Difference between Mission and Vision
By Theydiffer - February 5, 2016

When talking about mission and vision, we usually think of them in terms of statements. These statements have their own purposes. While learning how they differ may not be a life-changing experience, it can change your perspective on one’s task/duty and one’s future goals.


Getty Images/DigitalVision/Maki Nakamura


A statement that is made for educational facilities, companies, or organizations, that is used as a way of explaining and expressing the purpose of the organization. Usually, this statement remains unchanged for a long period of time and will only be updated when an organization evolves. It is normally short, simple and informative in the way it outlines the organization’s purpose.

What a mission statement should be:

  • Serves to filter out what is more important from what is not
  • States which markets will be served and how
  • Expresses a sense of intended direction for the entire organization. (Leading to one’s vision)

According to renowned educator, speaker, business consultant and author Dr. Chris Bart, a mission statement should consist of:

  • Key market: Who is the target client or customer
  • Contribution: What are the services or products you can provide for a client
  • Distinction: What makes your services or products unique to attract clients

Mission statements are not only helpful to the clients, but also a great way to provide a right path or direction for the organization. It helps the business make better decisions and leads them to the future goals of the organization. It also imposes a clear purpose that can remove any potential ambiguities of an organization, making it  clearer and probably even more rewarding.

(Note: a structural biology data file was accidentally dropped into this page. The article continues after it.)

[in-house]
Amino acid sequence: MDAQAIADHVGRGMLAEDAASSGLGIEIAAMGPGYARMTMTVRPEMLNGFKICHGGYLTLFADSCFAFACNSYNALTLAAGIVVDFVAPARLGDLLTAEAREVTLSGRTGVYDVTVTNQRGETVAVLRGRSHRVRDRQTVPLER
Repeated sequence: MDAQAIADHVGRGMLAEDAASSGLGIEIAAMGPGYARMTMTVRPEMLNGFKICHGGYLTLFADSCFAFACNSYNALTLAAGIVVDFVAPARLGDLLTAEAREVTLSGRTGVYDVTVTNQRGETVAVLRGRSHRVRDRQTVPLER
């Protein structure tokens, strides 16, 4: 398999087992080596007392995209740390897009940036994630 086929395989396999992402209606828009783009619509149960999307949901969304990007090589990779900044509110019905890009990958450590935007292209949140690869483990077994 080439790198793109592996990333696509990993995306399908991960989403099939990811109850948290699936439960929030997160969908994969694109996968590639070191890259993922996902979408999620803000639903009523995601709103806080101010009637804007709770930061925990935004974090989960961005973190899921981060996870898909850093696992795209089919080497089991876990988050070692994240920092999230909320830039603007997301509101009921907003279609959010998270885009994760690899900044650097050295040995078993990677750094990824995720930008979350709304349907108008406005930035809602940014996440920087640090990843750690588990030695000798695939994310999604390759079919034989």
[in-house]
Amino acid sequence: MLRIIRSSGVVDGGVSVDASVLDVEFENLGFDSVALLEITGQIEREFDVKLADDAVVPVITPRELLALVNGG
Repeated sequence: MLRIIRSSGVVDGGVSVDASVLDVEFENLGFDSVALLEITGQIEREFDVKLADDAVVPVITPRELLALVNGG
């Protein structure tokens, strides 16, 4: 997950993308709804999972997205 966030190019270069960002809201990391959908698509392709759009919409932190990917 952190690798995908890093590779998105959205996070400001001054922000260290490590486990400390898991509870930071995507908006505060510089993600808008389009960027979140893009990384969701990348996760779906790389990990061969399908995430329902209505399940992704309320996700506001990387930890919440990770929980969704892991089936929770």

A statement in which an organization’s objectives are declared, based on economic foresight and with the intention to guide their decision-making. It is a defined direction for a company to follow. Simply put, it is a company’s road map to improvement and growth. It is a statement that is formally written in short sentences or multiple pages and usually undergoes minimal revisions.

Traits a vision statement should have:

  • Clear: Defining a prime goal
  • Concise: easy to understand and remember
  • Future-oriented: expresses where the company is heading
  • Challenging: Not something that can easily be obtained and discarded
  • Stable: Has a long-term perspective and is future market or technology-proof.
  • Abstract: Has ability to encompass all of the company’s interests and its strategic direction
  • Inspiring: To motivate employees to reach the company’s goal

Implementing and creating a vision for a company presents a challenge and acts as an inspiration. A well-written vision should be balanced, meaning it is not too idealistic or too easy to attain. It should also have the motivational factor and serve as a foundation for a broader strategic plan. It is what the owner/founder wants for the company to achieve in the future.

Mission vs Vision

What’s the difference between mission and vision? While both are statements that provide a sense of direction to a company or organization’s future plans, they are used for different purposes.

Mission statements, unlike vision statements, are not something that the company is longing for, but is what the company is currently capable of. It is what answers the questions “what are we providing” and “what is it for”. As defined by the Business Dictionary, a vision statement is what an organization would like to accomplish. A mission statement on the other hand is all about the organization’s purpose and objectives, expressed in a clear, concise way that leads to their vision statement. In other words a mission statement is a path the company is currently on that leads to the vision statement or future goals.

Comparison Chart

States ‘HOW’ to achieve your goalsStates ‘WHAT’ your goals are
Talks about the current or present that leads to the futureTalks about the future
Lists the prime function internally and defines key measures of the organization’s successLists where one see themselves years from now and acts as inspiration and motivation
Answers the questions: ‘what we do’, ‘for who’, ‘for what’, and ‘why’Answers the questions ‘how do we want it to be’, ‘when’, and ‘where’
States the purpose and values of the organizationStates clarity and hope for realistic aspirations
Usually is short and informsUsually is long and inspires